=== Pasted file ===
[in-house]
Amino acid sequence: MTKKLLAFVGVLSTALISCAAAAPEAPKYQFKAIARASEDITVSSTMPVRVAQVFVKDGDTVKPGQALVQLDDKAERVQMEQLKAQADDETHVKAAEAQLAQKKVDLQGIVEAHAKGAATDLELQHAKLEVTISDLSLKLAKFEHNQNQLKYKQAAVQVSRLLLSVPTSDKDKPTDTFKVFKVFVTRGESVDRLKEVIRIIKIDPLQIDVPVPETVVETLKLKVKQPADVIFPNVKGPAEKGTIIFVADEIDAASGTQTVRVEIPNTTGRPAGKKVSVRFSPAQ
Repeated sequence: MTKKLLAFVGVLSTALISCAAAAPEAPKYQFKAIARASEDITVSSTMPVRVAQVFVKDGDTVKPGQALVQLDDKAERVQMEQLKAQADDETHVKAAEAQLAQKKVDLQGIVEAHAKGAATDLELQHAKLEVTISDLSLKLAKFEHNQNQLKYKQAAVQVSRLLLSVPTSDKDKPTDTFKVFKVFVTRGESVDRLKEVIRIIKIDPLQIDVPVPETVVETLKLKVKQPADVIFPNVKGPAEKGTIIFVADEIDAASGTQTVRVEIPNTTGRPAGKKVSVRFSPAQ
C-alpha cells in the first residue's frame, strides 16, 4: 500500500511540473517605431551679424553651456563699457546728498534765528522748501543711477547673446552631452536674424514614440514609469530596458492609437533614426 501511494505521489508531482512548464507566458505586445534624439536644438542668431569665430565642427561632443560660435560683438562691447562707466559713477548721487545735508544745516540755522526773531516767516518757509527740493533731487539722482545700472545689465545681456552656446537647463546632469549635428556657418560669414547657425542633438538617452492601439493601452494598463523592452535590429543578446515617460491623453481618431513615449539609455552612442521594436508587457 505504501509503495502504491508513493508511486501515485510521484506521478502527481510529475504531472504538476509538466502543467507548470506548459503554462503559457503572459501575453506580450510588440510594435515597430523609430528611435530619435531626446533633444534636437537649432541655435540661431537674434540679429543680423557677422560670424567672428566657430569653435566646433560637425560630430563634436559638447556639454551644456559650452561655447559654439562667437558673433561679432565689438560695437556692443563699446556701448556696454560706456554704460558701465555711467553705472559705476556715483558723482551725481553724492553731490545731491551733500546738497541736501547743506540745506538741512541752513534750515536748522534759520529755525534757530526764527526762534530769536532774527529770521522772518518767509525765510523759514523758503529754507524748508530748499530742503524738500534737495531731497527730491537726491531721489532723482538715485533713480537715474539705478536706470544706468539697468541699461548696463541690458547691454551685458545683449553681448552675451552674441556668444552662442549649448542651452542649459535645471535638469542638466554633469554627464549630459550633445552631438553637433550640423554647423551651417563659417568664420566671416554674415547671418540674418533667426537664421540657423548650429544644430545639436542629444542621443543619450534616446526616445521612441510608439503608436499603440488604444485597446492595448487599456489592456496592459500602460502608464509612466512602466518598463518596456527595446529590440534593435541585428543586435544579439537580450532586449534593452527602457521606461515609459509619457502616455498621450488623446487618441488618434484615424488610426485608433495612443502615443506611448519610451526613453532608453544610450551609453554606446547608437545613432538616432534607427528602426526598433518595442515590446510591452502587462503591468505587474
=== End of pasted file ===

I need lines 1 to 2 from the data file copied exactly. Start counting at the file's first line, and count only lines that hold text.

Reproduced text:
[in-house]
Amino acid sequence: MTKKLLAFVGVLSTALISCAAAAPEAPKYQFKAIARASEDITVSSTMPVRVAQVFVKDGDTVKPGQALVQLDDKAERVQMEQLKAQADDETHVKAAEAQLAQKKVDLQGIVEAHAKGAATDLELQHAKLEVTISDLSLKLAKFEHNQNQLKYKQAAVQVSRLLLSVPTSDKDKPTDTFKVFKVFVTRGESVDRLKEVIRIIKIDPLQIDVPVPETVVETLKLKVKQPADVIFPNVKGPAEKGTIIFVADEIDAASGTQTVRVEIPNTTGRPAGKKVSVRFSPAQ